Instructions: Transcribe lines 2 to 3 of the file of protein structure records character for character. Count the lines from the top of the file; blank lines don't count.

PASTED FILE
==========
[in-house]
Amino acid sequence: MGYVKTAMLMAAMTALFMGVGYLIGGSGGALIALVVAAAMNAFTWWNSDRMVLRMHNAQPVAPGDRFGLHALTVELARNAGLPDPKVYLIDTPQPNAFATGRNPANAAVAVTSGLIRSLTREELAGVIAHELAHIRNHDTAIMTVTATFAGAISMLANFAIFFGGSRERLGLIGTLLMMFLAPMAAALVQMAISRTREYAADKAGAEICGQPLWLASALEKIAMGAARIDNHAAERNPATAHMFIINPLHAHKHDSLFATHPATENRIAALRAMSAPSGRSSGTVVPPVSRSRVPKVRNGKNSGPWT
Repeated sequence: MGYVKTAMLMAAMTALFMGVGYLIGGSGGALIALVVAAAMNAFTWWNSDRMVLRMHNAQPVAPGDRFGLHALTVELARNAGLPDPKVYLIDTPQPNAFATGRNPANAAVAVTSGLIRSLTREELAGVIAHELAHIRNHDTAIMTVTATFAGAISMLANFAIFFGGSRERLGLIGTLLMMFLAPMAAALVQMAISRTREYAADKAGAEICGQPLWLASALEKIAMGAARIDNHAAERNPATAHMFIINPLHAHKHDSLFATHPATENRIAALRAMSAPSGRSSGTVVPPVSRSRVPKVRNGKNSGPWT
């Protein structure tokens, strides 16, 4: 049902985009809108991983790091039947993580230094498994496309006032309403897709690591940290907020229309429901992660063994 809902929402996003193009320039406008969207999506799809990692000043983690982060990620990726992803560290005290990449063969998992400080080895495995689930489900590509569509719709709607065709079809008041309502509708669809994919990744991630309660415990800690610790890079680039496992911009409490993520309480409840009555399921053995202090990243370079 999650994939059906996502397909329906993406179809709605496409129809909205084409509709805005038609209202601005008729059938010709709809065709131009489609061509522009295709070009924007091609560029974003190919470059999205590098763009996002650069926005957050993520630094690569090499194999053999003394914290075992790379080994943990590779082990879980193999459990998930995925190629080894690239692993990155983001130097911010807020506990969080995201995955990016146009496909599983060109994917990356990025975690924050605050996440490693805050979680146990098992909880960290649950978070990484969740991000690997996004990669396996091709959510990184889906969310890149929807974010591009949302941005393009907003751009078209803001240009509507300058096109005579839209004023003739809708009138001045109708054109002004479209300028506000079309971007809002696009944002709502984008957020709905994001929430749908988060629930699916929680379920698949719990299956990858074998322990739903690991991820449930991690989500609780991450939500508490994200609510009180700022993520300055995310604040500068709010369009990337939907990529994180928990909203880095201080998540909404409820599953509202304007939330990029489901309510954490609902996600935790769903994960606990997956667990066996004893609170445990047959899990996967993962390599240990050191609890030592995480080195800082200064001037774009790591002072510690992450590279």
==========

Amino acid sequence: MGYVKTAMLMAAMTALFMGVGYLIGGSGGALIALVVAAAMNAFTWWNSDRMVLRMHNAQPVAPGDRFGLHALTVELARNAGLPDPKVYLIDTPQPNAFATGRNPANAAVAVTSGLIRSLTREELAGVIAHELAHIRNHDTAIMTVTATFAGAISMLANFAIFFGGSRERLGLIGTLLMMFLAPMAAALVQMAISRTREYAADKAGAEICGQPLWLASALEKIAMGAARIDNHAAERNPATAHMFIINPLHAHKHDSLFATHPATENRIAALRAMSAPSGRSSGTVVPPVSRSRVPKVRNGKNSGPWT
Repeated sequence: MGYVKTAMLMAAMTALFMGVGYLIGGSGGALIALVVAAAMNAFTWWNSDRMVLRMHNAQPVAPGDRFGLHALTVELARNAGLPDPKVYLIDTPQPNAFATGRNPANAAVAVTSGLIRSLTREELAGVIAHELAHIRNHDTAIMTVTATFAGAISMLANFAIFFGGSRERLGLIGTLLMMFLAPMAAALVQMAISRTREYAADKAGAEICGQPLWLASALEKIAMGAARIDNHAAERNPATAHMFIINPLHAHKHDSLFATHPATENRIAALRAMSAPSGRSSGTVVPPVSRSRVPKVRNGKNSGPWT